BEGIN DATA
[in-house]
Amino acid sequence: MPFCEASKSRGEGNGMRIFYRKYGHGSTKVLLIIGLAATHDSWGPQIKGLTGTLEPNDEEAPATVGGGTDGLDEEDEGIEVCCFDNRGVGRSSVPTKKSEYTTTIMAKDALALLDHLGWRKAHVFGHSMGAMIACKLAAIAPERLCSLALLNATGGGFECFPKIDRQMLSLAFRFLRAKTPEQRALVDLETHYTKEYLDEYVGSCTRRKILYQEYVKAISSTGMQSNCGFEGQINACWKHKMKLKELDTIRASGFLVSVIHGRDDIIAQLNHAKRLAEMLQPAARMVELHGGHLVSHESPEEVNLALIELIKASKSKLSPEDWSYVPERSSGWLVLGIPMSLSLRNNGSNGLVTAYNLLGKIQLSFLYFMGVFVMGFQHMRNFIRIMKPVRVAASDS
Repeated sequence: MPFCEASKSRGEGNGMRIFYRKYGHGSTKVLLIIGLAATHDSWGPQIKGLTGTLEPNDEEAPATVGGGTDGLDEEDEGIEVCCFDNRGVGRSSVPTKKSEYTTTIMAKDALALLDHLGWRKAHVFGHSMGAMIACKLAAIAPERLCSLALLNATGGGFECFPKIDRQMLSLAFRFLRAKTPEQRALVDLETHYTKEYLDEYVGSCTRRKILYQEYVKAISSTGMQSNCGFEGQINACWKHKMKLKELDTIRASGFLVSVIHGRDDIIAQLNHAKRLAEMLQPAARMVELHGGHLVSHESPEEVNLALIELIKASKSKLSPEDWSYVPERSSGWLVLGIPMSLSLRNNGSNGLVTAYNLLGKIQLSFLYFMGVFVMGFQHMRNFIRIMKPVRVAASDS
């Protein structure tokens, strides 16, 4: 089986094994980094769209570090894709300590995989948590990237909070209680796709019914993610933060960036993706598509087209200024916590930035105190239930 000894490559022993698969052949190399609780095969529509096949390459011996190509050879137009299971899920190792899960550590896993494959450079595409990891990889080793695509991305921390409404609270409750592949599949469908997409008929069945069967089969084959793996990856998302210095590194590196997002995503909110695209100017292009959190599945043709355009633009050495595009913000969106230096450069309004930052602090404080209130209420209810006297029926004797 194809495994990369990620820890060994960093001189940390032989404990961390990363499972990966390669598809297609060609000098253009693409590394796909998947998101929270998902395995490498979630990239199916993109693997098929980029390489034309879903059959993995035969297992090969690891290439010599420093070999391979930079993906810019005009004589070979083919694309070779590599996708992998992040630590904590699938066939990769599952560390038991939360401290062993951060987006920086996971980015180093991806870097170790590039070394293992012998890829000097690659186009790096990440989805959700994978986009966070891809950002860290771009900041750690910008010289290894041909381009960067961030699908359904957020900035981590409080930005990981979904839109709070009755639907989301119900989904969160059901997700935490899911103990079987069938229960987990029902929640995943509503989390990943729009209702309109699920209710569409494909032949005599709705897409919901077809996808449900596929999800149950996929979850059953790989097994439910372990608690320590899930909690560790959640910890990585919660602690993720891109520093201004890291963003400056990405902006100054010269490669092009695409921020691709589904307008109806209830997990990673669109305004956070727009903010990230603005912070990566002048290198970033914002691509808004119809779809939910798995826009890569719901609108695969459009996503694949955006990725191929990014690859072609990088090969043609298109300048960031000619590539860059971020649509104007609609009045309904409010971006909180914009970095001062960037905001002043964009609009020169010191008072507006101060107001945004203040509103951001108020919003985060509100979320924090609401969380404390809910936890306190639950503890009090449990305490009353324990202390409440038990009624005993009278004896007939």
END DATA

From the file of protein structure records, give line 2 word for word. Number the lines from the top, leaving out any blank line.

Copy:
Amino acid sequence: MPFCEASKSRGEGNGMRIFYRKYGHGSTKVLLIIGLAATHDSWGPQIKGLTGTLEPNDEEAPATVGGGTDGLDEEDEGIEVCCFDNRGVGRSSVPTKKSEYTTTIMAKDALALLDHLGWRKAHVFGHSMGAMIACKLAAIAPERLCSLALLNATGGGFECFPKIDRQMLSLAFRFLRAKTPEQRALVDLETHYTKEYLDEYVGSCTRRKILYQEYVKAISSTGMQSNCGFEGQINACWKHKMKLKELDTIRASGFLVSVIHGRDDIIAQLNHAKRLAEMLQPAARMVELHGGHLVSHESPEEVNLALIELIKASKSKLSPEDWSYVPERSSGWLVLGIPMSLSLRNNGSNGLVTAYNLLGKIQLSFLYFMGVFVMGFQHMRNFIRIMKPVRVAASDS